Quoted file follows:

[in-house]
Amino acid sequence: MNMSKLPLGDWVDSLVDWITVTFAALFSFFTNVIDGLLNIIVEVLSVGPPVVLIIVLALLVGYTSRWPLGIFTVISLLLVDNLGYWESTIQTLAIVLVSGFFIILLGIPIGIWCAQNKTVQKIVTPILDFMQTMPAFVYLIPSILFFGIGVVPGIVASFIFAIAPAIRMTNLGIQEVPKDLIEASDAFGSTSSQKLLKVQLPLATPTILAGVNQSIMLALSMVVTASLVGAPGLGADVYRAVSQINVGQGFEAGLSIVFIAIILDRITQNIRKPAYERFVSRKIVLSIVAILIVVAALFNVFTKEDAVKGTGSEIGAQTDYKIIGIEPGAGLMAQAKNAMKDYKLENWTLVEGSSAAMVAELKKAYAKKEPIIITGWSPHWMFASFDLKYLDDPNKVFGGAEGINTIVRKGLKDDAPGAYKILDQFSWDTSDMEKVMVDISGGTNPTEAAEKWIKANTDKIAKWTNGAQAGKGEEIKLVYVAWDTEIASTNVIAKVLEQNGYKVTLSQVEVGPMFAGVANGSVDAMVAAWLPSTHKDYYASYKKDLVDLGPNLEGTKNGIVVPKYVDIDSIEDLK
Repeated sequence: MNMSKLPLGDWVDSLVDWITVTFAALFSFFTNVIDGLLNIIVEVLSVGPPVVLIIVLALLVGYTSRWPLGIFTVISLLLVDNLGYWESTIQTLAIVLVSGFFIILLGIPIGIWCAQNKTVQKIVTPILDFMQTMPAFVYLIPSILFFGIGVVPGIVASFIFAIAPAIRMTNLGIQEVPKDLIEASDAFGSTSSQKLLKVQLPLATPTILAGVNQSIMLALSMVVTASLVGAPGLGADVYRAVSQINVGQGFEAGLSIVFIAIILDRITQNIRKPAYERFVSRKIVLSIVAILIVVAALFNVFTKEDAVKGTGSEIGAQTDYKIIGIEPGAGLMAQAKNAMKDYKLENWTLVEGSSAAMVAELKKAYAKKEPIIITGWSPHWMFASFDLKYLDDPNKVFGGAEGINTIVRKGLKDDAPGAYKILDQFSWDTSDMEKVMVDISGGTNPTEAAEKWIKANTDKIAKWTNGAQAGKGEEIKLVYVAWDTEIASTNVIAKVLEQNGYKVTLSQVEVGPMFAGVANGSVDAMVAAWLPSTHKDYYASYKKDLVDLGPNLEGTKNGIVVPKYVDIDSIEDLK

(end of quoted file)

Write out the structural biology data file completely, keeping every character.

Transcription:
[in-house]
Amino acid sequence: MNMSKLPLGDWVDSLVDWITVTFAALFSFFTNVIDGLLNIIVEVLSVGPPVVLIIVLALLVGYTSRWPLGIFTVISLLLVDNLGYWESTIQTLAIVLVSGFFIILLGIPIGIWCAQNKTVQKIVTPILDFMQTMPAFVYLIPSILFFGIGVVPGIVASFIFAIAPAIRMTNLGIQEVPKDLIEASDAFGSTSSQKLLKVQLPLATPTILAGVNQSIMLALSMVVTASLVGAPGLGADVYRAVSQINVGQGFEAGLSIVFIAIILDRITQNIRKPAYERFVSRKIVLSIVAILIVVAALFNVFTKEDAVKGTGSEIGAQTDYKIIGIEPGAGLMAQAKNAMKDYKLENWTLVEGSSAAMVAELKKAYAKKEPIIITGWSPHWMFASFDLKYLDDPNKVFGGAEGINTIVRKGLKDDAPGAYKILDQFSWDTSDMEKVMVDISGGTNPTEAAEKWIKANTDKIAKWTNGAQAGKGEEIKLVYVAWDTEIASTNVIAKVLEQNGYKVTLSQVEVGPMFAGVANGSVDAMVAAWLPSTHKDYYASYKKDLVDLGPNLEGTKNGIVVPKYVDIDSIEDLK
Repeated sequence: MNMSKLPLGDWVDSLVDWITVTFAALFSFFTNVIDGLLNIIVEVLSVGPPVVLIIVLALLVGYTSRWPLGIFTVISLLLVDNLGYWESTIQTLAIVLVSGFFIILLGIPIGIWCAQNKTVQKIVTPILDFMQTMPAFVYLIPSILFFGIGVVPGIVASFIFAIAPAIRMTNLGIQEVPKDLIEASDAFGSTSSQKLLKVQLPLATPTILAGVNQSIMLALSMVVTASLVGAPGLGADVYRAVSQINVGQGFEAGLSIVFIAIILDRITQNIRKPAYERFVSRKIVLSIVAILIVVAALFNVFTKEDAVKGTGSEIGAQTDYKIIGIEPGAGLMAQAKNAMKDYKLENWTLVEGSSAAMVAELKKAYAKKEPIIITGWSPHWMFASFDLKYLDDPNKVFGGAEGINTIVRKGLKDDAPGAYKILDQFSWDTSDMEKVMVDISGGTNPTEAAEKWIKANTDKIAKWTNGAQAGKGEEIKLVYVAWDTEIASTNVIAKVLEQNGYKVTLSQVEVGPMFAGVANGSVDAMVAAWLPSTHKDYYASYKKDLVDLGPNLEGTKNGIVVPKYVDIDSIEDLK